The zine Eve’s sends out with its club shipments (and I cannot tell you how much that phrase delight me) gives a further sense of where these apples came from, describing a wagon wheel that had been placed around a tree, long since rotted away, leaving only a metal ring around the trunk. What a beautiful place, where such horrible things happened

The zine also gives more details of how the cider was made: it’s a wild ferment, with a secondary fermentation in the bottle, which was aged on the lees for nine months and disgorged.

Appearance: Cloudy, yellow-amber, small tight bubbles.

A cloudy cider, pale yellow with tones of warm gold that dominate once I took it away from the bright light I was photographing it with.

Aroma: Apple juice, fruit forward, candied lemon, apricot, *intense* apples, like they’re just cut. Warm, inviting, some faint spice notes—nutmeg and cinnamon.

Our first impressions of the cider left us all convinced we were going to be terrible at this job as we all agreed that it was, well, appley. Eventually we managed to find our way towards notes like candied lemon, apricot, and some faint spice notes of nutmeg and cinnamon, but man, we sure appreciated how good Meredith is at this by the end of this section!

Sweetness/dryness: Dry, but, as Facebook would put it, “it’s complicated.”

This is a dry cider—the zine says “totally dry.” But it presents with almost a ghost of sweetness—flavor notes that you’d associate with sweetness but none of the actual sense of sugar. A little caramel early on, and some peach notes after the cider had a chance to open up a bit. I drank this while cooking a spicy chili, and the sips I had after spending a bunch of time tasting and adjusting it really brought that quasi-sweetness out.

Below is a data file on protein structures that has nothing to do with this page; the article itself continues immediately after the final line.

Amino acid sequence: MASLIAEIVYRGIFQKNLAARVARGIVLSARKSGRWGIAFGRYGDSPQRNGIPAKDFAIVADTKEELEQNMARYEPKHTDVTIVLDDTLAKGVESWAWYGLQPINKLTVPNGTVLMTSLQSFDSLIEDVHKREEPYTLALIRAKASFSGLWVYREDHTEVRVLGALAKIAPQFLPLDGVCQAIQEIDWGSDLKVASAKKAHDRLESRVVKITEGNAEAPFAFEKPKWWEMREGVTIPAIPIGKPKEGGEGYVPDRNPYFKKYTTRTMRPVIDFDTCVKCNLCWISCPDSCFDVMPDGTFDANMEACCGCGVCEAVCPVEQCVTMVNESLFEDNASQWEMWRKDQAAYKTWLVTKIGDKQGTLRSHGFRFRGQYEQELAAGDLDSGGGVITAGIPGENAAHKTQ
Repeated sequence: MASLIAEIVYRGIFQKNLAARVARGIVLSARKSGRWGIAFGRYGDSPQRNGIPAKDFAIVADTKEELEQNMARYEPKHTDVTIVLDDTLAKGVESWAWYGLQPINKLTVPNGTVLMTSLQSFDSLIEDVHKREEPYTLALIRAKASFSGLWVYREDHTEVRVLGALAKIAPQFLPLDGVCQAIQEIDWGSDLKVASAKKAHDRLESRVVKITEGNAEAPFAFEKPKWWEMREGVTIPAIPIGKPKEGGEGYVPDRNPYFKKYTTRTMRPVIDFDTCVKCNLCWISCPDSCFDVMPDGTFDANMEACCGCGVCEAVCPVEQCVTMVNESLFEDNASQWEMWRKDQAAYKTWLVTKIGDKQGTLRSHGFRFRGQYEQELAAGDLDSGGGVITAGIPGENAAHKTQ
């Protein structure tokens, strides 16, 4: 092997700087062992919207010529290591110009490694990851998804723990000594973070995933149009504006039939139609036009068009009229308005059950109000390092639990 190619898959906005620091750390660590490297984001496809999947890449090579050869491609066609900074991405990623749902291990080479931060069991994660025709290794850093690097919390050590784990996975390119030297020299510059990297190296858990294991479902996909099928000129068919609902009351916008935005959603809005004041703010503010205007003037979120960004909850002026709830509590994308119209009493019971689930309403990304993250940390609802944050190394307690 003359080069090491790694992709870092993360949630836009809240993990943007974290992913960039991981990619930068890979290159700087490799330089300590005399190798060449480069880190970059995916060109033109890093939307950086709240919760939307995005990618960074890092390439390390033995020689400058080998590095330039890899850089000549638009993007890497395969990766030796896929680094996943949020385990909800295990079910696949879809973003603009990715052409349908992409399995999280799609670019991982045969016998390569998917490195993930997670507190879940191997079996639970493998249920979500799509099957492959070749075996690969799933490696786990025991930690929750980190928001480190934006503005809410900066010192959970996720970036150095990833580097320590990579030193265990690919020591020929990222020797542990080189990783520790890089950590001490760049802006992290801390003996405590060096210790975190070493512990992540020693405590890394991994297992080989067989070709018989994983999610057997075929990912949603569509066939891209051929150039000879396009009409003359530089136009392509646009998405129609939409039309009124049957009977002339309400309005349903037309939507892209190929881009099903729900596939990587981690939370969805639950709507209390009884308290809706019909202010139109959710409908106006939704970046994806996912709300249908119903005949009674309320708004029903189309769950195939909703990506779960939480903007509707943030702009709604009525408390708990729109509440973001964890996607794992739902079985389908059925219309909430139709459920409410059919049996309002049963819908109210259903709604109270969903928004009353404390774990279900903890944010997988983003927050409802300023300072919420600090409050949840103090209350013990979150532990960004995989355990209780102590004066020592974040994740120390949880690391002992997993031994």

Taste: Acidic but full-flavored. Pineapple, caramel, raspberry, hay, unripe plum, honeyed finish, almost a ghost of sweetness

A profoundly sharp, acidic cider, but with tremendous depth behind that. Clean and rich, but approachable. Eve’s recommends this as a cider for pairing with “roasted squash stuffed with walnuts, apples and cranberries,” and that captures its vibe well—a cider that tastes like being ushered into a warm home where a rich, flavorful winter’s dinner is waiting for you .

The emphatic acidity fades into softer, fruitier notes—pineapple and unripe plum soon after opening it, relaxing into peach and raspberry once it’s sat for a bit. The finish is honeyed and languid. The bubbles are small and soft, enough to add some zip to the mouthfeel but not enough to dominate the experience.

This is a lovely, mature cider, comfortable and welcoming, and everything I want from the Finger Lakes It’s a perfect one to open with some friends on a quiet evening away from the cold, and left me thinking fondly of the next time I’ll get to sit on Meredith’s couch providing a few tasting notes instead of doing this whole thing myself.